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Interview with Bitcoin Armory

by Donald Robertson III Contributions Published on Sep 26, 2014 03:41 PM
This is the latest installment of our Licensing and Compliance Lab's series on free software developers who choose GNU licenses for their works.

Bitcoin Armory

In this edition, we conducted an email-based interview with Alan Reiner, core developer of Bitcoin Armory, a bitcoin wallet focused on security. Bitcoin Armory is licensed under the terms of GNU Affero General Public License version 3, or (at your option) any later version.

Tell us about yourself and Bitcoin Armory

I am the CEO of Armory Technologies, Inc and core developer of Armory Bitcoin Wallet which is a popular, free software wallet application focused on security for enterprise business and advanced users. It was the first and only Bitcoin wallet to make "cold storage" (offline wallets) accessible through an intuitive user interface, and is one of the most trusted tools for securing and managing large bitcoin investments. I have degrees in applied mathematics and engineering mechanics, and additional background in statistics, data mining, and cryptography. I spent seven years developing image & video processing algorithms at a physics lab in Maryland before switching to Armory full-time and founding Armory Technologies, Inc in mid-2013. I became one of the top Bitcoin experts in the community, and a trusted source for security best practices and innovation. My goal is to pioneer the world of Bitcoin wallets, and make high-security easy to practice even for "regular" users.

What inspired you to create Bitcoin Armory?

There were no other Bitcoin wallets that provided the security features I wanted. I knew how to implement them, so I did it! It turns out other people wanted it, too.

How are people using it?

Of all the DIY Bitcoin wallets out there, Armory is the one focused most squarely on security. The software is trusted by some of the biggest Bitcoin holders to keep their coins secure, featuring backup, offline, and multi-sig features not available elsewhere.

What features do you think really sets Bitcoin Armory apart from similar software?

The ability to manage wallets/crypto keys that are kept on computers that are not internet-connected, yet be able to gather signatures from offline devices in a secure manner. And recently, the ability to do "multi-signature" transactions without a third-party service (all locally-run instances of our software). You can even combine the two and do anonymous cold-multisig. These are critical features for major investors and enterprise users and no other software has it.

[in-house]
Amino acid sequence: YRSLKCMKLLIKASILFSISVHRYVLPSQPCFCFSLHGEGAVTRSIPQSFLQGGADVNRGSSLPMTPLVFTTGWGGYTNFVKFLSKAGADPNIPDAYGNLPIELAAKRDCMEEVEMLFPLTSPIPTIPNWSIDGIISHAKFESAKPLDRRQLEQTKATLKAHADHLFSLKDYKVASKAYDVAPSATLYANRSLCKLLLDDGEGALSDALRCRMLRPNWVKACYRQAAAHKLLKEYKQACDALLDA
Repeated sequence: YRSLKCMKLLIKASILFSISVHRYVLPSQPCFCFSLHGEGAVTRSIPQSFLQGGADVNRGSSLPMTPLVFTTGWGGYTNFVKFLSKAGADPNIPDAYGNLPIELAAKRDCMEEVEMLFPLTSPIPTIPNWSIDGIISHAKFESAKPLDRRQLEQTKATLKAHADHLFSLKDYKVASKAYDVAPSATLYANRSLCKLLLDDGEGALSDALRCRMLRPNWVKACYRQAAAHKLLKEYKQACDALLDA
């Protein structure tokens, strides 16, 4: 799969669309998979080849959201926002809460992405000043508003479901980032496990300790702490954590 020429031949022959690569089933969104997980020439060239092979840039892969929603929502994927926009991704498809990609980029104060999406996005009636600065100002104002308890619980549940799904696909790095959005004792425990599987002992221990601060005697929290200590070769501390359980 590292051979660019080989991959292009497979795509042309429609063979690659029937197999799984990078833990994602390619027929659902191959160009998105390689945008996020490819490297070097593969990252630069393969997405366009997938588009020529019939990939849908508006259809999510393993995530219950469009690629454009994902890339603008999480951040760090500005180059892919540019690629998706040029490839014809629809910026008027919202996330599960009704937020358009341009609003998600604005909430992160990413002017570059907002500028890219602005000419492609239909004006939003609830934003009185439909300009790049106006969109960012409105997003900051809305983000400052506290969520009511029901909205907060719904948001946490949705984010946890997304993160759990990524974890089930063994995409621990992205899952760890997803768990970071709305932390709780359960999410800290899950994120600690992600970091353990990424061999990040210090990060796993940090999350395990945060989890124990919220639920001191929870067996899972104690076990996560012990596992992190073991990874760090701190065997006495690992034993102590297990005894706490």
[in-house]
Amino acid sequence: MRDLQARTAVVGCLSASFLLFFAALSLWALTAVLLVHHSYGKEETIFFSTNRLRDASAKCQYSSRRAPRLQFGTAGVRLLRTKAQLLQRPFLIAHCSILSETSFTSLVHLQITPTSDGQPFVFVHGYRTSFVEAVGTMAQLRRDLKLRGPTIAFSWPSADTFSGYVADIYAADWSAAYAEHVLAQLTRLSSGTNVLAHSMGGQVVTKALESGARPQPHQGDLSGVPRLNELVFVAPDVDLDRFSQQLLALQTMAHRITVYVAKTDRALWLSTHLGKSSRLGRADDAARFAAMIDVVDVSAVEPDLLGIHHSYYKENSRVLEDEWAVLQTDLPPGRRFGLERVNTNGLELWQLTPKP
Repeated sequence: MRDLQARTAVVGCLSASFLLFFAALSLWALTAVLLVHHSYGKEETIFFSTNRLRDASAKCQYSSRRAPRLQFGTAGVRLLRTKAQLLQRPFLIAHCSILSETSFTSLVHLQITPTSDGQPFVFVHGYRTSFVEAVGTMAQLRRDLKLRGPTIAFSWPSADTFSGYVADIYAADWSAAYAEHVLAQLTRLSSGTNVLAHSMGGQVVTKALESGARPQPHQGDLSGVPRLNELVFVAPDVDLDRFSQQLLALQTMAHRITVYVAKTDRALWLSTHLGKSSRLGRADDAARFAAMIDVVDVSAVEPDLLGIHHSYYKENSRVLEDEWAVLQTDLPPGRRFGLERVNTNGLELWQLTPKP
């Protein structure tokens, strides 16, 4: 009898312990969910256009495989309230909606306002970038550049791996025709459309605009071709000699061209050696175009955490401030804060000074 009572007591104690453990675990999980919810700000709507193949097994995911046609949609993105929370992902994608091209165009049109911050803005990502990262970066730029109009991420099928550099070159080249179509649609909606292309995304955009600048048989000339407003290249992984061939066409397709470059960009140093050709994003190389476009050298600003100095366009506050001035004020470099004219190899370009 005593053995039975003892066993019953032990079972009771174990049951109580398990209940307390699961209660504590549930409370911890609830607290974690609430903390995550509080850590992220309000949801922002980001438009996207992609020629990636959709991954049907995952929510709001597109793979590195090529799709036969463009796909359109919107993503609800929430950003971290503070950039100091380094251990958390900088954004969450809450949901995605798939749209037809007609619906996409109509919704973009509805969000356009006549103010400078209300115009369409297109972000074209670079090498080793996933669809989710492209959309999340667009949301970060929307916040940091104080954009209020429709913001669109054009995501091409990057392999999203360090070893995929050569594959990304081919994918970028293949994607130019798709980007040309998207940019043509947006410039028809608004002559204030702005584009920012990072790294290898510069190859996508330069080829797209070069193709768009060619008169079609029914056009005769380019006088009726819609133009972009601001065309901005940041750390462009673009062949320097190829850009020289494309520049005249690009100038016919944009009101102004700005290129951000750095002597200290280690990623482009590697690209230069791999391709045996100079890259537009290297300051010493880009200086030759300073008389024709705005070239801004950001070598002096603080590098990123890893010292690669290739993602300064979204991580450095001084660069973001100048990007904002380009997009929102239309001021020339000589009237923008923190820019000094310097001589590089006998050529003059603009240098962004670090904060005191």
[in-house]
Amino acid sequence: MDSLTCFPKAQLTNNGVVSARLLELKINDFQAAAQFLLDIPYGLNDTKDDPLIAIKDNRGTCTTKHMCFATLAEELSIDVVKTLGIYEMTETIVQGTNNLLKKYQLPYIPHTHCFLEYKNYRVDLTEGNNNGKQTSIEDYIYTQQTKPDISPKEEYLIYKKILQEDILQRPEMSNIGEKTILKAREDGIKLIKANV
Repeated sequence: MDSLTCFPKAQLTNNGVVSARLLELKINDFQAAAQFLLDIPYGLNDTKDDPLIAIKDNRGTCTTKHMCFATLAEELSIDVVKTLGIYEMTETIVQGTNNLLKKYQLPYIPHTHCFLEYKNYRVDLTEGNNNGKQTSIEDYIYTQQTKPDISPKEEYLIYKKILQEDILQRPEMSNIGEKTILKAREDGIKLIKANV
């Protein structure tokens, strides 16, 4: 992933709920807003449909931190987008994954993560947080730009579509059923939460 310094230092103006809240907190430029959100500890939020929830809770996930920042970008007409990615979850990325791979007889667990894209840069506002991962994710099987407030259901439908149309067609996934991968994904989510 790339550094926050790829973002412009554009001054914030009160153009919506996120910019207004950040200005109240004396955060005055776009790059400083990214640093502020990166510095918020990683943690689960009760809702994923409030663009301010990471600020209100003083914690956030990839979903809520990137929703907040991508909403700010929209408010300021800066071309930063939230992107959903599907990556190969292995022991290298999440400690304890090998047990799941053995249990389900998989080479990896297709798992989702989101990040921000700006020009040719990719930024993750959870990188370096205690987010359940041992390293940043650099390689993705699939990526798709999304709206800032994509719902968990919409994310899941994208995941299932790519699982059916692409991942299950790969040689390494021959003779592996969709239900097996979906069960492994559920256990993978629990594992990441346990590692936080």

Why did you choose the AGPL as Bitcoin Armory's license?

We wanted to make the project free software, as we don't believe that a piece of software as security-sensitive as ours could survive as a proprietary application. The ability for code auditing is critical when people perceive a risk that the developers could inject code to steal their money. However, we didn't want to limit our monetization options by picking a permissive license. AGPL gives us the ability to assert some control (and incentivises dual-licensing) while allowing us to keep all the source code free.

How can users (technical or otherwise) help contribute to Bitcoin Armory?

Bitcoin Armory software is now maintained by Armory Technologies, Inc. which is a for-profit startup that will focus on the needs of advanced and enterprise users. We have accepted code contributions before, but I doubt few would contribute anymore without being on our payroll. At this time we have 5 full-time developers, and we haven't had a non-paid contribution to the codebase in months.

If someone is interested in contributing, we'd encourage them to contact us and send us their resume. Due to the nature and sensitivity of our software, there's actually a pretty high learning curve to get over to be able to make meaningful contributions to the code (that are both effective and secure).

What's the next big thing for Bitcoin Armory?

We are working on some technical advancements, as well as promoting our enterprise services. On the technical side, we are focusing on multi-user encryption features that would allow enterprise clients to appoint a set of employees to manage each signing device, without any one employee having exclusive access. Hardware Security Modules (HSMs) are typically used for this purpose, but are extremely expensive ($20k+), and we wanted to be able to provide a pure-software solution that provides most of the same benefits on consumer hardware, especially for small businesses.

Further, we are ironing out our enterprise services, which will involve custom adaptations and plugins to the base free software project, as well as security consulting and training. There's a lot brewing and not enough time to do it all!

Enjoyed this interview? Check out our previous entry in this series featuring Stephen H. Dawson and the rest of the GNU Remotecontrol team.

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